Is “I Wish My Son Had Cancer” Appropriate Ad Copy?

An ad for a rare disease makes an uncomfortable statement.

Is “I Wish My Son Had Cancer” Appropriate Ad Copy?

“I wish my son had cancer,” declares a print ad that, as well as raising awareness for the organization behind it, has sparked debate about what is and what is not a suitable tone and sentiment in charity advertising in the days since it ran recently in London’s Evening Standard.


The ad is for Harrison’s Fund–a charity set up by the parents of Harrison, a 6-year-old boy with the degenerative condition Duchenne muscular dystrophy, which is incurable, barely known outside medical circles, and receives little research funding. Its aim is to raise money towards bringing Duchenne therapies to market.

With no marketing budget, creative agency AIS London agreed to work with the charity after Harrison’s Fund founder, Alex Smith, created an ad himself that ran in media space he secured and achieved only limited impact.

“Harrison is the nephew of our marketing and new business director, who sits on the charity’s board,” says Geoff Gower, London creative partner at agency AIS. “For now he’s a chirpy 6-year-old. But Duchenne will soon slow his muscular development until, ultimately, his heart will stop–probably before he’s 20.”

Initially, the agency’s thinking ran along more traditional lines.

“Because these kids live with the disease [and] they are very cognizant of when they will go, our first thoughts were along the lines of kids writing their own wills,” Gower says.

“But this felt rather obvious. All of us felt that, as a parent, surely nothing can be worse? And when we plucked up courage to mention this to Alex, he said it’s just how he felt–and had said it, a number of times–as research into many other conditions is better funded, offering at least a percentage chance of success.”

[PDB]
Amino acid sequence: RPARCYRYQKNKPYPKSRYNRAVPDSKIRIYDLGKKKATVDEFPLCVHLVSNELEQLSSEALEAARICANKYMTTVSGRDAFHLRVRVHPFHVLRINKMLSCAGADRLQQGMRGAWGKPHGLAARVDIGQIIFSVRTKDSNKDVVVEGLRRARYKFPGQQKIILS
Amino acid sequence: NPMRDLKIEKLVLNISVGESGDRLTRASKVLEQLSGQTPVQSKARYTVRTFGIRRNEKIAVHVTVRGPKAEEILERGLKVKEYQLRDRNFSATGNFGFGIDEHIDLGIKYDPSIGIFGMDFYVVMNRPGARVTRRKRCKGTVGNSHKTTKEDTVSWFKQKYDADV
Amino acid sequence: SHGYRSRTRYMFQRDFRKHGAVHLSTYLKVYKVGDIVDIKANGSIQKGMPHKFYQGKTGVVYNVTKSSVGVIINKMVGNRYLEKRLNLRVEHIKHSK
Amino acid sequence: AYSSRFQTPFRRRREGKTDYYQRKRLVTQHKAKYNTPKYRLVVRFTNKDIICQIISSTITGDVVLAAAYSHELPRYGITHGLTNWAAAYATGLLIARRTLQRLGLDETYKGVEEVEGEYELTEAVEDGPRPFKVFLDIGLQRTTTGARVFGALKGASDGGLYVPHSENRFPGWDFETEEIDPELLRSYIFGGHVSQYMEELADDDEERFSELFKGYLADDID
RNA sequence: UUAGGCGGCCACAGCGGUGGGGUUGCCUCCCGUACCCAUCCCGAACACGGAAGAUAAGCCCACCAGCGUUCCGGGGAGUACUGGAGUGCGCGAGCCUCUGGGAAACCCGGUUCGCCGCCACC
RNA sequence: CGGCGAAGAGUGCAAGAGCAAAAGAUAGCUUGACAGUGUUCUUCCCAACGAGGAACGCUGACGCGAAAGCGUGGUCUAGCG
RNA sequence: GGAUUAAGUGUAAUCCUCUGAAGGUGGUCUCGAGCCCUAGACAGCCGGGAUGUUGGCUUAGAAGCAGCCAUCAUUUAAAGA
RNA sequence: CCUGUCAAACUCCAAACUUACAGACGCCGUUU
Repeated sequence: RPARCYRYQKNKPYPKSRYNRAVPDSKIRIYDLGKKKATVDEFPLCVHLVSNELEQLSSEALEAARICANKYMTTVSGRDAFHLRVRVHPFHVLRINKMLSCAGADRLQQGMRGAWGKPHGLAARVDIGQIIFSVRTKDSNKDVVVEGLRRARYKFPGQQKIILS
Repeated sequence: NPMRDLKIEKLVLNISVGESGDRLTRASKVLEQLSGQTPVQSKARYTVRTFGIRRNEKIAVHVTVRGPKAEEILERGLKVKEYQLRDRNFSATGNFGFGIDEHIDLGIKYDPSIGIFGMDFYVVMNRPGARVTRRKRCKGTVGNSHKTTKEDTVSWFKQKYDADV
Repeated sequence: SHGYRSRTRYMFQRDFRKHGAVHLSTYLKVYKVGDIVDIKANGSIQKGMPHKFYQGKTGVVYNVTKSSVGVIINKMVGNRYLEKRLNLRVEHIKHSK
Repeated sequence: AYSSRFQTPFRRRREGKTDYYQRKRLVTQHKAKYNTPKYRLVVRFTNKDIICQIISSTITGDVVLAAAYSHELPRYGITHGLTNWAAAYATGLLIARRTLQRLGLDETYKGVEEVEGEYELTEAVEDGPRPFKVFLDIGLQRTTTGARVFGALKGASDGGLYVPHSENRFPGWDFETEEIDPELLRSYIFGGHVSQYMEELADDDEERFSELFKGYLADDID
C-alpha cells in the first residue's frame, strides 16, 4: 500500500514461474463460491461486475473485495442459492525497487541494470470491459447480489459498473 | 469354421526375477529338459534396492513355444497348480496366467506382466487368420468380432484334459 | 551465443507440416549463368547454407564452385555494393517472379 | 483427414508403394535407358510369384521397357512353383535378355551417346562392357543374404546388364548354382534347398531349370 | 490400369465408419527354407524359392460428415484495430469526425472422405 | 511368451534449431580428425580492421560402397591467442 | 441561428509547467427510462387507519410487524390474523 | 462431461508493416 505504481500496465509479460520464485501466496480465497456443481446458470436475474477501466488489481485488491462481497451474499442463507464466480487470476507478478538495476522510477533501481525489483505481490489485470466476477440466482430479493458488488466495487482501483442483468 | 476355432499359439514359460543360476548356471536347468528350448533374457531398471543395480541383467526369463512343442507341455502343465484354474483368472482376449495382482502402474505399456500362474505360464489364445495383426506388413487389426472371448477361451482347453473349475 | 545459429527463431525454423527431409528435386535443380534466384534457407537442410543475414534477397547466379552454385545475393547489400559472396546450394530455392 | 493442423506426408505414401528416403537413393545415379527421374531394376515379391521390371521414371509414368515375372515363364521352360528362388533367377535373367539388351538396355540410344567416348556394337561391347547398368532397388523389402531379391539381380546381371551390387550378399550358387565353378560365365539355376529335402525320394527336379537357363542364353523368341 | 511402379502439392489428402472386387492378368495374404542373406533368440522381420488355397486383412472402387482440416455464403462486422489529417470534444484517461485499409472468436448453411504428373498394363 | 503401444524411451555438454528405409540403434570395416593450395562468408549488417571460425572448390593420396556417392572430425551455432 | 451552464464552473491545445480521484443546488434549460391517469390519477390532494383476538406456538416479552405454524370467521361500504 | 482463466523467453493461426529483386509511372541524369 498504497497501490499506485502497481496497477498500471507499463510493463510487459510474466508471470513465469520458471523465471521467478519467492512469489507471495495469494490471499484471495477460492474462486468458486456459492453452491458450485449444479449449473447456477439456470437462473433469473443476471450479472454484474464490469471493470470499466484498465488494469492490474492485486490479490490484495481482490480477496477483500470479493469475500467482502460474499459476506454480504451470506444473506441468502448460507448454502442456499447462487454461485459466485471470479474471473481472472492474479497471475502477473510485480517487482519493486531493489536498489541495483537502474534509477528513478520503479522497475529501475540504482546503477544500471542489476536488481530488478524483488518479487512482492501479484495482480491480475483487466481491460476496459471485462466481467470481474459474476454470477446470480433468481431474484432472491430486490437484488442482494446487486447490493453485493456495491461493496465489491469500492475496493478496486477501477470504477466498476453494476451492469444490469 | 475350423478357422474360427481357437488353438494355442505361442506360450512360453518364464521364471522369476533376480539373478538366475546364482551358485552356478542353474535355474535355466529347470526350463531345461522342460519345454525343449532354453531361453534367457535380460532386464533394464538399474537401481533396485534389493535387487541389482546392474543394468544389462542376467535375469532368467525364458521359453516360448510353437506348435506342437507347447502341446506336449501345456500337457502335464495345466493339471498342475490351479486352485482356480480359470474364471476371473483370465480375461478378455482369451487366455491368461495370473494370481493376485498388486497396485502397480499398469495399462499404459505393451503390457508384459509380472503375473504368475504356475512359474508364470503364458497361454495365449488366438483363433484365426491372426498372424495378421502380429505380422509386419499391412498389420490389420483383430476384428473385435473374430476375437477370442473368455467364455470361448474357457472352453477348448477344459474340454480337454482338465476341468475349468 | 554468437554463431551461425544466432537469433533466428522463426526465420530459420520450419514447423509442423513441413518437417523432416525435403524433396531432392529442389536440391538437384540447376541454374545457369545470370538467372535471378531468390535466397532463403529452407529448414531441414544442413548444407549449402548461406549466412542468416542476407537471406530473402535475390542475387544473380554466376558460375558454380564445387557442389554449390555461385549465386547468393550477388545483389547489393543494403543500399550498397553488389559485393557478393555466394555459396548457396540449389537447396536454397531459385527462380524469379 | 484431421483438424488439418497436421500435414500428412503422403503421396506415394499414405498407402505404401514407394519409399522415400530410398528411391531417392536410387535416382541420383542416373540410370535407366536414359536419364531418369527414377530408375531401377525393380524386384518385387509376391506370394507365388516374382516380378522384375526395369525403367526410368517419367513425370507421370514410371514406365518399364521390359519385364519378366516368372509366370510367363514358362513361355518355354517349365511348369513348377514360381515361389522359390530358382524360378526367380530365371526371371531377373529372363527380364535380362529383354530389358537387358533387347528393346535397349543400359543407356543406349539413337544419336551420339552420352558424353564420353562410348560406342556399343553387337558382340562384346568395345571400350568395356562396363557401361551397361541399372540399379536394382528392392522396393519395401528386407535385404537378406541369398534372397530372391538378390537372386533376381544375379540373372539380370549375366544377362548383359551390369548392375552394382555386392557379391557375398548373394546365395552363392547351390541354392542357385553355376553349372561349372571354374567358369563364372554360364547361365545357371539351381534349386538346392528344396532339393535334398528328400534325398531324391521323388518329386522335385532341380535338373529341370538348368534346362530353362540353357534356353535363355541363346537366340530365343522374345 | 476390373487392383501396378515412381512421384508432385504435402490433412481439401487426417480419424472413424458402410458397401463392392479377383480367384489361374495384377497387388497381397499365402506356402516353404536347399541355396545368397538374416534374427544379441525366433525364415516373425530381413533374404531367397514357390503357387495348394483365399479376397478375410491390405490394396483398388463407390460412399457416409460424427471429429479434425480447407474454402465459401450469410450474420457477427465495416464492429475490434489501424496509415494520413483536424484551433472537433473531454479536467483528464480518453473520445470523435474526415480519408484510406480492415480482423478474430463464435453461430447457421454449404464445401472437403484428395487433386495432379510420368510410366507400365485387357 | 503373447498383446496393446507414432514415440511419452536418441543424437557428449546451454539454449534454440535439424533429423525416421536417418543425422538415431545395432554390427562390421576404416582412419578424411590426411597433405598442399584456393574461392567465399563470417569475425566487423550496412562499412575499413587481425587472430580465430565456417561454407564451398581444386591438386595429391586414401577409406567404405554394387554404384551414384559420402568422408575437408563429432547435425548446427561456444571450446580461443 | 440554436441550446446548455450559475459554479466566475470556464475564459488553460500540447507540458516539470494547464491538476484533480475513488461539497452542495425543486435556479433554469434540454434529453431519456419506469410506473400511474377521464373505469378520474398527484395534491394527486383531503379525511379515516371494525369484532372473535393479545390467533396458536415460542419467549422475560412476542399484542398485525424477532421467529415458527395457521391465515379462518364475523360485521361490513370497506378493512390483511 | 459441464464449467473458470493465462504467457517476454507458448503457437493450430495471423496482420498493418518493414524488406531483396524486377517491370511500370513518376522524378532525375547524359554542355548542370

It was, though, a bold line to take.

So the creative team worked closely with Smith to present the sentiment within the ad as a personal perspective. Emphasis was also placed on downplaying the art direction to make the ad look and feel stripped back, not advertisey. The image finally chosen is a photograph taken of Alex and Harrison during a break in shooting.

So far, the finished ad has received considerable support among other parents of children with Duchenne. However, some online comment on the charity’s Facebook page has questioned the merit of, in effect, setting up different childhood illnesses in competition for donors’ support.

“This isn’t and never was about shock tactics or positioning the fund as the charity that rails against other organizations,” Gower insists, stressing AIS’s track record working with other charities, including CoppaFeel!, a campaign aimed at promoting breast cancer awareness among young women.

Rather, it’s about presenting the anguish of the situation, in an honest and realistic way, that families like Harrison’s find themselves in. He adds: “The whole thing feels like a very personal quest, which is what it is.”

In the week since the ad first ran, at least one other national newspaper–The Independent–has run it for free, prompting ITV and BBC news to carry the story, which, in turn, has helped raise thousands of pounds. Most surprising of all, however, was a piece about the fund produced by the BBC World Service which quickly secured more than £2,000 from . . . Brazil.


The next step is to build on the awareness now raised with a second ad in coming months. “The challenge now is to keep momentum going,” Gower says. “And it’s really exciting, because what we have achieved so far is the biggest response we’ve ever had from a piece of advertising so small.”

About the author

Meg Carter is a UK-based freelance journalist who has written widely on all aspects of branding, media, marketing & creativity for a wide range of outlets including The Independent, Financial Times and Guardian newspapers, New Media Age and Wired.